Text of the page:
Vedanta’s microbiome restoration approach is an alternative, as well as an adjunct, to antibiotics and if successful, this restoration could lessen the need for use of antibiotics or for fecal transplants which requires identifying and recruiting human donors. VE303 is a rationally defined, orally-administered live biotherapeutic product (LBP) consisting of eight bacterial strains designed to colonize and restore gut microbiota to prevent recurrent C. difficile infections. The way the treatment works is by repopulating the patient’s gut with healthy bacteria that can fight against pathogenic bacteria.
Vedanta’s ongoing phase 2 study (NCT03788434) is a multi-center, randomized, double-blind, placebo-controlled trial designed to evaluate the safety and efficacy of VE303 in patients with a recent diagnosis of C. difficile infection (CDI), who have completed a course of antibiotics but remain at risk for recurrence.
Vedanta microbiome project VE707 targets MDRO
CARB-X is currently supporting another exciting Vedanta microbiome program, VE707, targeting other serious pathogens which result in potentially devastating outcomes for patients. VE707 consists of a defined consortium of commensal bacteria, different to that of VE303, which is being developed to eliminate intestinal carriage of carbapenem-resistant Enterobacteriaceae (CRE), extended-spectrum beta lactamase producers (ESBL), and vancomycin-resistant Enterococci (VRE) to restore a healthy microbiota as well as prevent infection and colonization recurrence.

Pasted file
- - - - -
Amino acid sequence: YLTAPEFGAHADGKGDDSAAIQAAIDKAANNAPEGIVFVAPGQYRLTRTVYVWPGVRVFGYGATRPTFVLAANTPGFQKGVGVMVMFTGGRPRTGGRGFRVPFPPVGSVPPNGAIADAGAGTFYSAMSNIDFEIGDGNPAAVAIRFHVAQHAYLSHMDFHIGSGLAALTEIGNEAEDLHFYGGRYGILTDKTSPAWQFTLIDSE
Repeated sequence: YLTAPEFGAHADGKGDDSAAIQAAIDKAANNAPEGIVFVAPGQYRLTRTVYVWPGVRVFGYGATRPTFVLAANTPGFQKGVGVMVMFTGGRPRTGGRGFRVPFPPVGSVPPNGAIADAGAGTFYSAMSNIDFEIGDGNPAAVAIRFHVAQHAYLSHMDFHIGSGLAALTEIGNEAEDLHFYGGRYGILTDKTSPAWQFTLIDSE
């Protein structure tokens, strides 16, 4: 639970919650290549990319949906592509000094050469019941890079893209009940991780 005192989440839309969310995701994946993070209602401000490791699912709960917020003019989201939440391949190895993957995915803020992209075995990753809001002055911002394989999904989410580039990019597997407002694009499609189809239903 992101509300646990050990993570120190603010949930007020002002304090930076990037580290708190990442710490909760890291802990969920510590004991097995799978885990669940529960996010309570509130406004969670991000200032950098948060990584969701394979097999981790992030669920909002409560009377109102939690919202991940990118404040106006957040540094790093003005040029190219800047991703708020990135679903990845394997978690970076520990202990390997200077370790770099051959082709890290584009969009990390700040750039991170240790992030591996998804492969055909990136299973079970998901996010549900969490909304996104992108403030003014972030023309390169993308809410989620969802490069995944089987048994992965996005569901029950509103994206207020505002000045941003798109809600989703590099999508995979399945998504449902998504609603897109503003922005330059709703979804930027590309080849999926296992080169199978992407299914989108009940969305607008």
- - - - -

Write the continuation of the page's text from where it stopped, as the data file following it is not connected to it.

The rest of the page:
CRE, ESBL, and VRE infections are some of the most common hospital-acquired infections and are estimated to affect over 500,000 intensive care unit, dialysis, solid organ transplant, and hematopoietic stem cell transplant patients each year in the US and Europe. Infections with these organisms can result in life-threatening treatment delays or death, and result in approximately $2 billion in healthcare-associated costs due to patient isolation practices alone. According to the Centers for Disease Control and Prevention (CDC), 15,600 Americans died in 2017 alone from these infections.
Dr. Olle says: “If we could get rid of intestinal carriage of these MDROs in high risk patients, we could not only prevent infections, but also curb the transmission of these organisms and enable physicians to avoid using antibiotics that select for ever-more resistant bacterial strains.”
VE707 is also designed to be administered orally. Like VE303, it is produced from pure, clonal bacterial cell banks, which yield a product of uniform composition and free of any pathogenic strains, bypassing the need to rely on fecal donor material with inconsistent composition.
Originally from Catalonia, Olle came to the US in 2002 to study chemical engineering at MIT, where he focused on the emerging science of using live bacteria to produce drugs. In 2007, after earning both an MIT doctorate and an MBA from the Sloan School, he joined PureTech Health. Later In 2010, PureTech backed him in launching Vedanta with five cofounders. In addition to CARB-X and BARDA funding, Vedanta has also received funding from the Bill & Melinda Gates Foundation to support preclinical research aimed at developing a gut bacteria–derived drug that would prevent child malnutrition in the developing world and scaling manufacturing of defined consortia drugs.
For more information, https://www.vedantabio.com/platform